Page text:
Natural dolomite was calcined at 700-900 °C under air and an Ar gas flow atmosphere to characterize its sorbency potential for borate. A sequential decarbonation occurred with increase in calcination temperature, that is, transformation of CaMg(CO3)2 to MgO and CaCO3 up to 700 °C and CaCO3 to CaO from 700 to 900 °C. The surface molar ratio of Ca/Mg decreased from 1.6 to 0.6 by calcination at more than 700 °C, owing to the crystal growth of MgO toward the surfaces. MgO crystal growth is responsible for hydration leading to borate co-precipitation. The sorption density of borate was greater with the calcined products at 700 °C than 800-900 °C and under an Ar gas flow system rather than for static air at the same temperatures. The surface reactivity of the calcined dolomite with borate in the aqueous phase was affected by CO2 emitted in the decarbonation at higher temperatures.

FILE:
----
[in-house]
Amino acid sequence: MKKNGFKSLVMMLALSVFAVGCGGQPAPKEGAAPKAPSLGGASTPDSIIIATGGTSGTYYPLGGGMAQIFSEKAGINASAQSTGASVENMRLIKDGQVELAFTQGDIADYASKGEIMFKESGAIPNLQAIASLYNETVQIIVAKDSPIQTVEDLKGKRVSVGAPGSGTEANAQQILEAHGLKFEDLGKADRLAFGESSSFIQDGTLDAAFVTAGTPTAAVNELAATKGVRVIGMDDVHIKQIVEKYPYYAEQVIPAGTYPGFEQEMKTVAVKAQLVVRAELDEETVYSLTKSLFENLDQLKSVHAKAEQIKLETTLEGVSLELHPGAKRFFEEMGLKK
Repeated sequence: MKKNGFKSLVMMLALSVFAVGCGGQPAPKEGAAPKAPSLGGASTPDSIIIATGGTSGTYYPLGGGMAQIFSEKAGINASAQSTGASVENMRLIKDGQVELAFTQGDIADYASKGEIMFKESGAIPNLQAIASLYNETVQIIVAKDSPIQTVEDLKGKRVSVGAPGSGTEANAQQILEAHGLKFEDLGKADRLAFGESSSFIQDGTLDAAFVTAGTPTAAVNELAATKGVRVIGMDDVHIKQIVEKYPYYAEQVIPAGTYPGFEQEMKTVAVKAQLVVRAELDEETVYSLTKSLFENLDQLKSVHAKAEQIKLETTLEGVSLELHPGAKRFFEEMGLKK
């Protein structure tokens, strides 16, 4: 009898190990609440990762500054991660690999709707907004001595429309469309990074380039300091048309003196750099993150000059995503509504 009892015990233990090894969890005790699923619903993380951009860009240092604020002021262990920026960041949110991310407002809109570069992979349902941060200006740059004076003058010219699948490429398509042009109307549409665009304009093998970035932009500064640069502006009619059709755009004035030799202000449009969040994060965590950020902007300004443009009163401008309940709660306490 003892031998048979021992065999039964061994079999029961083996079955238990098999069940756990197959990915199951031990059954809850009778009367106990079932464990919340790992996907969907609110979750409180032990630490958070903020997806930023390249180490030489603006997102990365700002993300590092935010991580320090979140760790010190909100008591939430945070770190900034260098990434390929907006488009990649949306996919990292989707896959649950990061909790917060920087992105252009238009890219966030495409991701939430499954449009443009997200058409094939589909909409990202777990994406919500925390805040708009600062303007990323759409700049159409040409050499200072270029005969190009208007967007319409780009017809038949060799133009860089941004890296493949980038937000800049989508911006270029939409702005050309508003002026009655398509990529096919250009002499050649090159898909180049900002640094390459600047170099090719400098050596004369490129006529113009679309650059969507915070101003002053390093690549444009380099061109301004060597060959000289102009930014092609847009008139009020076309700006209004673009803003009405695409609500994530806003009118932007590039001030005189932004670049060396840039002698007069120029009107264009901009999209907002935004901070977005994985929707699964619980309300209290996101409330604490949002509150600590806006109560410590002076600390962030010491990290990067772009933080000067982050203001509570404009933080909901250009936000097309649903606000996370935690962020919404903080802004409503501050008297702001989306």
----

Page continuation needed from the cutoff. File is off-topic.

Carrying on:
All Science Journal Classification (ASJC) codes
- Materials Science(all)
- Condensed Matter Physics
- Mechanics of Materials